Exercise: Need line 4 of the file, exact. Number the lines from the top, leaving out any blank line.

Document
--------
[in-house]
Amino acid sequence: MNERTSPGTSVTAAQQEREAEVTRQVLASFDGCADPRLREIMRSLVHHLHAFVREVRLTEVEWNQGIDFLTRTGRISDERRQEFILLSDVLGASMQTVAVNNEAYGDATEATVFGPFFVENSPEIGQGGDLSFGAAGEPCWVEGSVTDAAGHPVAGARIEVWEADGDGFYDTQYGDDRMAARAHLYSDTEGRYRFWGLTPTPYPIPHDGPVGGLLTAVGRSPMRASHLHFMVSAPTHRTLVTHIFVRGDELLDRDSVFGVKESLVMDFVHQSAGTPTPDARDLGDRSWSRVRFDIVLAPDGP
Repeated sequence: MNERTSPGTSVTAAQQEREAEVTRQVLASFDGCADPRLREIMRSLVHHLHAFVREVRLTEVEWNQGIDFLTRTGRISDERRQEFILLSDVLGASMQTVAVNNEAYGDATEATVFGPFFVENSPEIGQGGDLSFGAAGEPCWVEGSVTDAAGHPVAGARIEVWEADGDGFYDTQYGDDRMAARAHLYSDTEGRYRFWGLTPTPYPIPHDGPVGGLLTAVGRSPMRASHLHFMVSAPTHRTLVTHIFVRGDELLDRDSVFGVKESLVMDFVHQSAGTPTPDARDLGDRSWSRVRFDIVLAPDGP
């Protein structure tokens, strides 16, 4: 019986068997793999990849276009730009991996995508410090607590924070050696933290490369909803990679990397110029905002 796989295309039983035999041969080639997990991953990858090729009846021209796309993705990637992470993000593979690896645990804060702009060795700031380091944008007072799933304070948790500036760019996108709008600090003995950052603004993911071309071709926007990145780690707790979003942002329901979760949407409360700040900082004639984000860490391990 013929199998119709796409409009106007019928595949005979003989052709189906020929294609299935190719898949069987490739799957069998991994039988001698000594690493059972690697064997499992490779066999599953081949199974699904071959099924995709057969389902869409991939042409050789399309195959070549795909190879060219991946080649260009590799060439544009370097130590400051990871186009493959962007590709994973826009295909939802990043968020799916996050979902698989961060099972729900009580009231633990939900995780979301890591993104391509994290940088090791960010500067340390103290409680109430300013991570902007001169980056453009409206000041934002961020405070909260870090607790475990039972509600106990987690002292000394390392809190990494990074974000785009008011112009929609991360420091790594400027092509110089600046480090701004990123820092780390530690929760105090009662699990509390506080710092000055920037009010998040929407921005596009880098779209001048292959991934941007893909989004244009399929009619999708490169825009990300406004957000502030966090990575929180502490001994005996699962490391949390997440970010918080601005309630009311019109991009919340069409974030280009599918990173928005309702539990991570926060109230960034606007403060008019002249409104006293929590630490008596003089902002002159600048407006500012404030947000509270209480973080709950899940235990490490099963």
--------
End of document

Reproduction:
């Protein structure tokens, strides 16, 4: 019986068997793999990849276009730009991996995508410090607590924070050696933290490369909803990679990397110029905002 796989295309039983035999041969080639997990991953990858090729009846021209796309993705990637992470993000593979690896645990804060702009060795700031380091944008007072799933304070948790500036760019996108709008600090003995950052603004993911071309071709926007990145780690707790979003942002329901979760949407409360700040900082004639984000860490391990 013929199998119709796409409009106007019928595949005979003989052709189906020929294609299935190719898949069987490739799957069998991994039988001698000594690493059972690697064997499992490779066999599953081949199974699904071959099924995709057969389902869409991939042409050789399309195959070549795909190879060219991946080649260009590799060439544009370097130590400051990871186009493959962007590709994973826009295909939802990043968020799916996050979902698989961060099972729900009580009231633990939900995780979301890591993104391509994290940088090791960010500067340390103290409680109430300013991570902007001169980056453009409206000041934002961020405070909260870090607790475990039972509600106990987690002292000394390392809190990494990074974000785009008011112009929609991360420091790594400027092509110089600046480090701004990123820092780390530690929760105090009662699990509390506080710092000055920037009010998040929407921005596009880098779209001048292959991934941007893909989004244009399929009619999708490169825009990300406004957000502030966090990575929180502490001994005996699962490391949390997440970010918080601005309630009311019109991009919340069409974030280009599918990173928005309702539990991570926060109230960034606007403060008019002249409104006293929590630490008596003089902002002159600048407006500012404030947000509270209480973080709950899940235990490490099963």